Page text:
Marcelo Monreal is a graphic designer and creative director based in Santa Catarina, Brazil. In a project titled Faces [UN] Bonded, Monreal opens up the faces of actors and models and fills them with flowers. Although some of them might be hard to identify from within the ferocious bloom, you’ll see the faces of Julianne Moore, Cara Delevingne, Christopher Walken, and more. By splitting the model’s/actor’s faces along the fine curvatures of their jaws and down the center, the artist accentuates their physical features. The flowers reveal a deeper, more internal vitality.
The idea for Faces [UN] Bonded comes from a very important memory for Marcelo: an insight passed down from his late mother. As he explains in this interview with Dettona, when his mother was dying, they worked in the garden together, and she told him “we are made of flowers” (Source). Marcelo now continues this understanding of human vulnerability and beauty by filling photos with floral arrangements. He seeks to “think, experiment create, recreate, learn, destroy, rebuild” in his work, encouraging all burgeoning artists to explore their potential in a similar, imperfect, and blossoming ways.
Using discarded inner tubes and a needle and thread, South African artist Hannalie Taute embroiders portraits onto rubber. She takes cuts the abandoned material and cuts them apart to stitch together and form a “canvas.” Often, this means that her subjects have a subtle honeycomb pattern as their backdrop. “Besides the durability and availability of rubber from inner tubes found in car tires, I also decided to embroider on rubber because I find the contrast of working with needle and thread on these inner tubes fascinating,” she says in an artist statement.
As you might imagine, rubber is a tough surface to embroider on. Every stitched line is shown, and Taute isn’t able to seamlessly blend together the different hues. The results are fractured areas of color that abstract her portraits, although not to the point of unrecognition. And, this is partially the idea – to subvert materials. The rubber’s coarse texture is offset by the delicate thread, but at the same time the thread can seem rough with its choppy arrangement.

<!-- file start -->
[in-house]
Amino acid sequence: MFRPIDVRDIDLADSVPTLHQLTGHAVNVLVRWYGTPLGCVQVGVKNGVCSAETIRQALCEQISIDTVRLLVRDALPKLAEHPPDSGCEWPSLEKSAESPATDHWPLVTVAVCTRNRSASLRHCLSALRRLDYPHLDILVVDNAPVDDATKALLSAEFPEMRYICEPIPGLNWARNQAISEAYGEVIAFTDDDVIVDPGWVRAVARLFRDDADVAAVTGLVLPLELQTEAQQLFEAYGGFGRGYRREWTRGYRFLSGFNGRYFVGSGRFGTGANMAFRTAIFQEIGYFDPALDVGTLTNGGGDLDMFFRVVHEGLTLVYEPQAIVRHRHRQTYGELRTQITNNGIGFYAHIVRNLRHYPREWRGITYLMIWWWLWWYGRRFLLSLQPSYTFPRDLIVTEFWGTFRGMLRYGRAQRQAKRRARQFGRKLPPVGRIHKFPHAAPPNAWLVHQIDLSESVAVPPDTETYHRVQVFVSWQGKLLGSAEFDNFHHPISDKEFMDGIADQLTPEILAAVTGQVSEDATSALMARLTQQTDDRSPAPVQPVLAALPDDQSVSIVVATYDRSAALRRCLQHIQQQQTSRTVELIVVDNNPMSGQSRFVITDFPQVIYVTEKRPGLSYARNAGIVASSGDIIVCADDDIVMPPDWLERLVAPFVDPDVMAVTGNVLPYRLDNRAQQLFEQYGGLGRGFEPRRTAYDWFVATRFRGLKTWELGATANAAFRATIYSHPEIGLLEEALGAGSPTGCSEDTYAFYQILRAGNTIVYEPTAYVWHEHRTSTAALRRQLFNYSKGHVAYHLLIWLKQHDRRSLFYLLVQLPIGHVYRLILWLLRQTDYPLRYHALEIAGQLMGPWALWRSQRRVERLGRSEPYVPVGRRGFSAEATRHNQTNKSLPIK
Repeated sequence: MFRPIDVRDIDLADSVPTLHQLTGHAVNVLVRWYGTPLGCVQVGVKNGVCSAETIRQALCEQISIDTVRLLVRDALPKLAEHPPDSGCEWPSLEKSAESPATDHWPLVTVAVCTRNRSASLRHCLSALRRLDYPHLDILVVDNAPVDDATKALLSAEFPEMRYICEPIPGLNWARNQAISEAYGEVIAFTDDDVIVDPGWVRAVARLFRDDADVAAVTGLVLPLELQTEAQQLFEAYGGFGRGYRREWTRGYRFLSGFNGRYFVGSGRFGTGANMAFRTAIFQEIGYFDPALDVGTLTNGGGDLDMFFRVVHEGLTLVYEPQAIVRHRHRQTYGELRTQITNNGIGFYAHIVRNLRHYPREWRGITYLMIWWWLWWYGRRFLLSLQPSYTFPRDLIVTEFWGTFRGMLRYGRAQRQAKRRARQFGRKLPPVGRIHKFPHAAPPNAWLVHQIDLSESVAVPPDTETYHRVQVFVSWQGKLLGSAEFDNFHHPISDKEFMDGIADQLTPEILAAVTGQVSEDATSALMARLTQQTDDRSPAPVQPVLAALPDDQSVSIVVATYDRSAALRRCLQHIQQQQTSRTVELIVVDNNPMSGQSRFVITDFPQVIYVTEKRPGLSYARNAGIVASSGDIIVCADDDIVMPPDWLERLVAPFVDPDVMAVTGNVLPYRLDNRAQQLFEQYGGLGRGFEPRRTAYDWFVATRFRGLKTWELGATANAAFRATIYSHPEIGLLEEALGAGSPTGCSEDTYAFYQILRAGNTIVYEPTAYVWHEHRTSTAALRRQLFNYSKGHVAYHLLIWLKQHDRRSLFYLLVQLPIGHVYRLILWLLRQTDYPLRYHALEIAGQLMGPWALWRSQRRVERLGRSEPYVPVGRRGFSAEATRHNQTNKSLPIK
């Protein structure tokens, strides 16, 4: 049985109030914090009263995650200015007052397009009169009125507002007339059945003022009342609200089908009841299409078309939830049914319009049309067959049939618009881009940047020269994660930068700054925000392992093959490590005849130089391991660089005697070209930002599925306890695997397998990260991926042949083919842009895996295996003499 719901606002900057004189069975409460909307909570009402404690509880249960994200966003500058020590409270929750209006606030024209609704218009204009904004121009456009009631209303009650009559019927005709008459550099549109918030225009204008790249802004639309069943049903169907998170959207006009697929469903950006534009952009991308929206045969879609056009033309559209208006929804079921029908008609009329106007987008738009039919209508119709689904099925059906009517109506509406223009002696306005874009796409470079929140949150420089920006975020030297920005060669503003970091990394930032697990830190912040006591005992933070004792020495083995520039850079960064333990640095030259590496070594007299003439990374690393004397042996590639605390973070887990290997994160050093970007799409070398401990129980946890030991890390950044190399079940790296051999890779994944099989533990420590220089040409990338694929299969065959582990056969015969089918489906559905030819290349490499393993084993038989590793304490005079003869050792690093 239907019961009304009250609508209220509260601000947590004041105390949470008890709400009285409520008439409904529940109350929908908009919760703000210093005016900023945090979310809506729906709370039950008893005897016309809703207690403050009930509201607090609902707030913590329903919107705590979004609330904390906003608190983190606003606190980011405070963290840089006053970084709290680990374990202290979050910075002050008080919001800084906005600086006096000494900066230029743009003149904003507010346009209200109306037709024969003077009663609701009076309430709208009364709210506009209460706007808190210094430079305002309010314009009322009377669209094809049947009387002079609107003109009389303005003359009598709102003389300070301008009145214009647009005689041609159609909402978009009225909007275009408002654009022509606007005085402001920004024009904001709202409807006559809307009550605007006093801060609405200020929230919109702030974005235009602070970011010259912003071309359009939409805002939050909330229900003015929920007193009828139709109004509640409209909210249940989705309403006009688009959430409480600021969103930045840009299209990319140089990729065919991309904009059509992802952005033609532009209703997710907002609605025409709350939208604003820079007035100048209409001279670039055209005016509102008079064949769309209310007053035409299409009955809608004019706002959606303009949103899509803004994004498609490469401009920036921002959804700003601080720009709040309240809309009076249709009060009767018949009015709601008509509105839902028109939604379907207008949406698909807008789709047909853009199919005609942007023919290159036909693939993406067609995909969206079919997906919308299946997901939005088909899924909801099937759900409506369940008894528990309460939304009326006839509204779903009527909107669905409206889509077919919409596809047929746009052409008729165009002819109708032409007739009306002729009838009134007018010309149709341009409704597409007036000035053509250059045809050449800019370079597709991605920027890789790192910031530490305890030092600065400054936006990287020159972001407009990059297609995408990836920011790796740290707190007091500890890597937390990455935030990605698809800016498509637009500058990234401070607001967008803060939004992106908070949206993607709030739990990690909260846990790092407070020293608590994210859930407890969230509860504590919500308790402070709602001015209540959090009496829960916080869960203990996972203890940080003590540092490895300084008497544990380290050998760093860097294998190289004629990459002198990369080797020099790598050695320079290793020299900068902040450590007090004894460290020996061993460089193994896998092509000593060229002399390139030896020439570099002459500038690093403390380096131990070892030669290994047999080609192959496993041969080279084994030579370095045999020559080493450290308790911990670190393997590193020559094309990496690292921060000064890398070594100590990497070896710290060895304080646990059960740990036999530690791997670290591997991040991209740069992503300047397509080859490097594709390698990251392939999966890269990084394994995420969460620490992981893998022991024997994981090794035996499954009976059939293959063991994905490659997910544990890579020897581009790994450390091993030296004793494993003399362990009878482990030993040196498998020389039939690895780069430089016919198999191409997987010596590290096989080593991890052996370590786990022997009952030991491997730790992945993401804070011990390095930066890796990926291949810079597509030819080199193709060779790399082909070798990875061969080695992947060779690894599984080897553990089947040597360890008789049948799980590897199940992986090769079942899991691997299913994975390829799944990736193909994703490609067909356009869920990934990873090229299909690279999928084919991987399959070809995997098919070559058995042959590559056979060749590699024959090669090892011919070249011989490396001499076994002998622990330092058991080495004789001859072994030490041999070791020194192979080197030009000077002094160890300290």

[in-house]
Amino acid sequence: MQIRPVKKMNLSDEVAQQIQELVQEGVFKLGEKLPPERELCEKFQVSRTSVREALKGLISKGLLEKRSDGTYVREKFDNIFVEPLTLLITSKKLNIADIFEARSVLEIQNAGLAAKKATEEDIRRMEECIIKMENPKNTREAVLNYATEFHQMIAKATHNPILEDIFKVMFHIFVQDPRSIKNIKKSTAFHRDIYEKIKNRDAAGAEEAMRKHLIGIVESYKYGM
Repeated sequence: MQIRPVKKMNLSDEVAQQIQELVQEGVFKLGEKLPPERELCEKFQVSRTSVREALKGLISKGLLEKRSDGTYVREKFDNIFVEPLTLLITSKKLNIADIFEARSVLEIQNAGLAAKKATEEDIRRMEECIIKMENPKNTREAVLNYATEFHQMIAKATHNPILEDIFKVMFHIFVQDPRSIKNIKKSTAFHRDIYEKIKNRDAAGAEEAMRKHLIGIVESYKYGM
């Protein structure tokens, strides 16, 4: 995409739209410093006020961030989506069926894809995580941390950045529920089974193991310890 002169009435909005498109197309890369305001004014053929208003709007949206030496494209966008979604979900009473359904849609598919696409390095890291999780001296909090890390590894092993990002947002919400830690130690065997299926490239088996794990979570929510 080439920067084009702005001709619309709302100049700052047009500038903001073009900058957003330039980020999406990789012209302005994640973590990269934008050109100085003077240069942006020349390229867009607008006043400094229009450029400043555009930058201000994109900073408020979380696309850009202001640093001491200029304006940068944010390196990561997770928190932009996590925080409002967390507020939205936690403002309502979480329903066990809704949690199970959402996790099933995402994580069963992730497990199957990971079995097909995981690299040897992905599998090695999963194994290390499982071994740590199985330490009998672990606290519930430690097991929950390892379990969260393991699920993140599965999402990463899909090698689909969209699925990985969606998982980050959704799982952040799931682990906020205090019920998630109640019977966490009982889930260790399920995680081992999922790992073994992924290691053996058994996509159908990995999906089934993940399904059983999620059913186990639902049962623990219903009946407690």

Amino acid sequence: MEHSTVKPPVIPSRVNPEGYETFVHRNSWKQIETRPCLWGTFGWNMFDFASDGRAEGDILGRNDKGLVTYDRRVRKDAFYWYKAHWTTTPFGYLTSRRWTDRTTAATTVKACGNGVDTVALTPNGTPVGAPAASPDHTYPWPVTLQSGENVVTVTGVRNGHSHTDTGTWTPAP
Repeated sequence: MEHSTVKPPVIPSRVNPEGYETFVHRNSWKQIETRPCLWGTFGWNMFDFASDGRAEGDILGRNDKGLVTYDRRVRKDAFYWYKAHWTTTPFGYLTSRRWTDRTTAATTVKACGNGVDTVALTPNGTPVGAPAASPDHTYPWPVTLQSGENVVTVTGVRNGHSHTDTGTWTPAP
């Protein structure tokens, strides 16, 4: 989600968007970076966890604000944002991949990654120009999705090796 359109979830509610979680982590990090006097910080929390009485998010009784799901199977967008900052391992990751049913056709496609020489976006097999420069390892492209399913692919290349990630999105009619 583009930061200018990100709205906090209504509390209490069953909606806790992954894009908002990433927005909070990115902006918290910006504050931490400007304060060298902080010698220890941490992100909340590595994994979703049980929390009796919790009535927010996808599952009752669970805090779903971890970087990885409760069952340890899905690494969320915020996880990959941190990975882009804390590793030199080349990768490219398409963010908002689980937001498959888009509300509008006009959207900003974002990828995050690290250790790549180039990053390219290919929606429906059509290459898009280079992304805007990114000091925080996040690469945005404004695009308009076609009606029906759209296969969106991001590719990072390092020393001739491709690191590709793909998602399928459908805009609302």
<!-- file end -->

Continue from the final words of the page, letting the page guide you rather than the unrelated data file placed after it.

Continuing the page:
The artist’s inspiration comes from a number of places, but boil down to identity. She writes:
Titles, words, phrases from books, music, stories, sayings and toys play an integral part in conveying meaning and biographical info about me as a mother, wife and artist in society. Relationships between people and objects are something I prefer to explore using my chosen medium.
Jen Davis has been photographing herself continuously for over a decade. Her series of self-portraits have resulted in a book called ‘11 Years‘ and is a powerful exploration of identity, beauty and body image. Picking up the camera when she was an undergraduate in 2002, she put herself in front of the lens to kick start her creativity.
‘For a long time I was taking photographs and they were always to do with the body, or loneliness, or desire,’ she says. ‘But I was never really comfortable putting myself in front of the camera.’ (Source)
Her photos are at once deeply personal, but still widely universal. These themes she addresses are ones we all know: intimacy, love, insecurity. We see Davis in moments that are intensely private – sitting on her bed fresh from the shower, towel around her head, buttoning up her cardigan; lying in bed in the arms of a lover, looking forlorn and uneasy (Fantasy No 1, 2004). She captures such truthful, non-embellished moments – like the fight to button up clothes that are too small for us, that we can’t help but empathize with her struggle. Davis manages to dispel any ideas of being a victim of obesity. Davis goes on to say:
“In the work what I kept returning to is: What is love? Am I loveable? Can someone find me attractive?… At home with mundane surroundings, I treated the camera as if it were my lover—the camera desiring me, providing me the glimpse of what was missing in my life…..In a way what I was doing was seducing myself. I couldn’t necessarily identify with the idea of someone seeing me as ‘beautiful,’ but I could accept that the pictures that I created and inhabited were. It was a very contradictory experience.” (Source)
Ironically after losing 7 stone, Davis has felt less inclined to turn the camera on herself. To find out what she is photographing now, go here.